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When your "day job" is also being a writer

Being a “paid professional writer” is a dream for a lot of people. If you read many blogs or websites aimed at aspiring writers, most of them talk about the pros and cons of keeping your “day job” while you work on your craft and build up to earning a living with your writing.

I’m in a little bit different position because my “day job” is also being a writer.  I do content strategy, social media and web copywriting for a digital agency. About 50% or more of my typical workload each week is writing. So I already earn a living writing. But I’m still an “aspiring writer” in the sense that I haven’t had a lengthy work of fiction published in print, and that’s a goal I care about.

It can be both good and bad when you are already a working writer, who would like to expand or transition into a different kind of writing.  On the positive side, you get lots of great practice with the basic tools of language, grammar and usage. Business writing, including blog posts, online articles, pithy social media updates and technical manuals, can all improve your writing skills.  If you can keep a reader interested when writing about choosing a payment processing company, you’ll be better equipped to keep them interested when writing the necessary exposition in your novel.

The kind of writing I do is also excellent practice for overcoming procrastination, which typically plagues writers. The client really does not care that you aren’t in the mood to write about plumbing, law or dentistry today. They don’t care that your Muse is giving you the cold shoulder. The deadline is the deadline. Unless you’re genuinely overbooked and need an extension (which is rare in my case), you’re going to have to just suck it up and start putting words together.

On the other hand, when you’re already spending several hours a day writing, it can sometimes be tough to come home and write some more.  If you’re trying to get published, building up an author platform is another thing that can take up a lot of time, and requires even more writing.  So if you aren’t truly passionate and excited about this new milieu of writing, you may find that you’re “all written out” at the end of every day.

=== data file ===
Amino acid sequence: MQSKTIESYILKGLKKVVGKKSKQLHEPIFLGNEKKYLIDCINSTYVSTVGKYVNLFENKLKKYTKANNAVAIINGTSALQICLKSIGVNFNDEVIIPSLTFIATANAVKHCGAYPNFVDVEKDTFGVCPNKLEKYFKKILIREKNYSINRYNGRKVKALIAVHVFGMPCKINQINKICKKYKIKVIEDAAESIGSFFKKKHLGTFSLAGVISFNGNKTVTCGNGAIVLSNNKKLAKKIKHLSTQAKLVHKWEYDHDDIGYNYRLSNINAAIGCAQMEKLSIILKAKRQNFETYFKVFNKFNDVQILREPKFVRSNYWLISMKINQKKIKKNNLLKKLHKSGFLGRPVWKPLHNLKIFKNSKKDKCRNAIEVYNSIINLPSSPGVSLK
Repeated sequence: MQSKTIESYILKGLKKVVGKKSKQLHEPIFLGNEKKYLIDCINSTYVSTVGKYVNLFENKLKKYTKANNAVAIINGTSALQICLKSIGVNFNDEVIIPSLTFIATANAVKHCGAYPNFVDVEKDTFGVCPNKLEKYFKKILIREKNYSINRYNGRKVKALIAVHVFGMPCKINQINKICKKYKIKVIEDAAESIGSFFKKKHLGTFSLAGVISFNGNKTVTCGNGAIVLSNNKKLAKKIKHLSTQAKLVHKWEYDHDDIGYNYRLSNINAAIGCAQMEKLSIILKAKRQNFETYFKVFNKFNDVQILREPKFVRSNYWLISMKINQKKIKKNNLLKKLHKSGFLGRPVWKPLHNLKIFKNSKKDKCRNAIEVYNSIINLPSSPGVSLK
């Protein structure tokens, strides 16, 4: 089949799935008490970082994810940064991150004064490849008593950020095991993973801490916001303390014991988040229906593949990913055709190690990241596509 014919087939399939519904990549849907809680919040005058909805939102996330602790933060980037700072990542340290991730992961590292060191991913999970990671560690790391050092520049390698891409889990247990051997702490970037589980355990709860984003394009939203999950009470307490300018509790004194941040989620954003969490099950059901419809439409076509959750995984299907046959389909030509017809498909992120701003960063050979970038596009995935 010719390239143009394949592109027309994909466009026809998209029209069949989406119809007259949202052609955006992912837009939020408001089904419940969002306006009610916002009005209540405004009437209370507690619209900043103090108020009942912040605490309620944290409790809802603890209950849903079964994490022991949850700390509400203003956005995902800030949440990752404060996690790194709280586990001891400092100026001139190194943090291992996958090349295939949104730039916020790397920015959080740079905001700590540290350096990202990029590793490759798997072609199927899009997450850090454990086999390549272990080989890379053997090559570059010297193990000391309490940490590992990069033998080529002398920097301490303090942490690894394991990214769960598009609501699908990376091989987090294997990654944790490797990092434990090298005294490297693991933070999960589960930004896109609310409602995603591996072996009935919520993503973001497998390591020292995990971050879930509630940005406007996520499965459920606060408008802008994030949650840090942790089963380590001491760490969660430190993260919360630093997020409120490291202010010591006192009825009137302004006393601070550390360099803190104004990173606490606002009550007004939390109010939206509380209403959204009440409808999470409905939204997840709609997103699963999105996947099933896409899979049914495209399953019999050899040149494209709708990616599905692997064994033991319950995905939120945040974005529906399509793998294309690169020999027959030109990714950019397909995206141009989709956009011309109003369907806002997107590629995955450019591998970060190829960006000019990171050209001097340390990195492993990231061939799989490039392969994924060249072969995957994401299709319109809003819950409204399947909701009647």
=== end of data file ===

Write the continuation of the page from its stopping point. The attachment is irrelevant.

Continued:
There’s also what I like to call “the Icarus factor.” When you’ve aspired for years to earn a living writing, and you achieve that goal, you may feel like setting a further goal to master a new frontier of writing is “reaching too far.” There’s a certain temptation to think that you should be happy where you are, and that striving for something more is hubris. (And we all know where hubris leads our heroes, don’t we?)

But mostly, that’s just silly dysfunctional thinking. If you were a good enough writer to get a full time job doing it, it’s likely you’re a good enough writer to succeed in another medium of writing as well.  And your current writing will probably only benefit from you stretching yourself as a writer by trying a different format and style.

Most writing coaches recommend that you don’t give up your day job, because the financial stress of being unemployed can make creativity hard. I’m grateful that I’ve already achieved an earlier life goal of earning my living primarily through writing.  Would I love to have my fiction work published? Sure.  Is it sometimes hard to sit down and write, after a full day of writing? Absolutely. But as long as I have stories in my head, I’ll keep trying.

What about you? Has reaching a particular goal in life made you more or less willing to keep pushing for new goals? Would you get tired of writing (or cooking, or playing tennis, or whatever you’re passionate about) if it were a “day job” and a hobby?

Published inis it just fantasy?


  1. When I was eight I saw my first personal computer. At that moment I decided I wanted to be a programmer.

    My initial interest was in writing games. I started with text-based games and progressed through ASCII-art dungeon crawls and ended with sprite-based games. That was when I realized I didn’t want to do games because they were ridiculously hard. I moved on to creating various utilities for everything from tracking my comic books to AD&D 2nd Edition character generators. This stuck with me a bit better and I decided I liked data management.

    I went to college and quickly realized I wasn’t going to learn anything really new. There were some techniques and terminology, but there wasn’t anything patently new. Fast forward two decades and I have been getting paid to do my hobby for the last twenty years. Doing my hobby as a job killed a lot of the joy for me.

    Now I’m pursuing my passion for cooking. Having had my programming joy crushed already I am approaching it much more methodically. Doing what you love is great, but you have to make sure that doing it doesn’t kill your love for it. I am sure I will earn a living in the culinary field but I am taking a long time figuring out how to do that on my own terms.

  2. Kat French Kat French

    Charles, I’ve seen how you are being very methodical with your culinary training, and protective of the joy you find in it (the Art Institute incident comes to mind). I think we have to guard our joy. It’s a gift, and when you lose it, I think it’s incredibly difficult to recapture.

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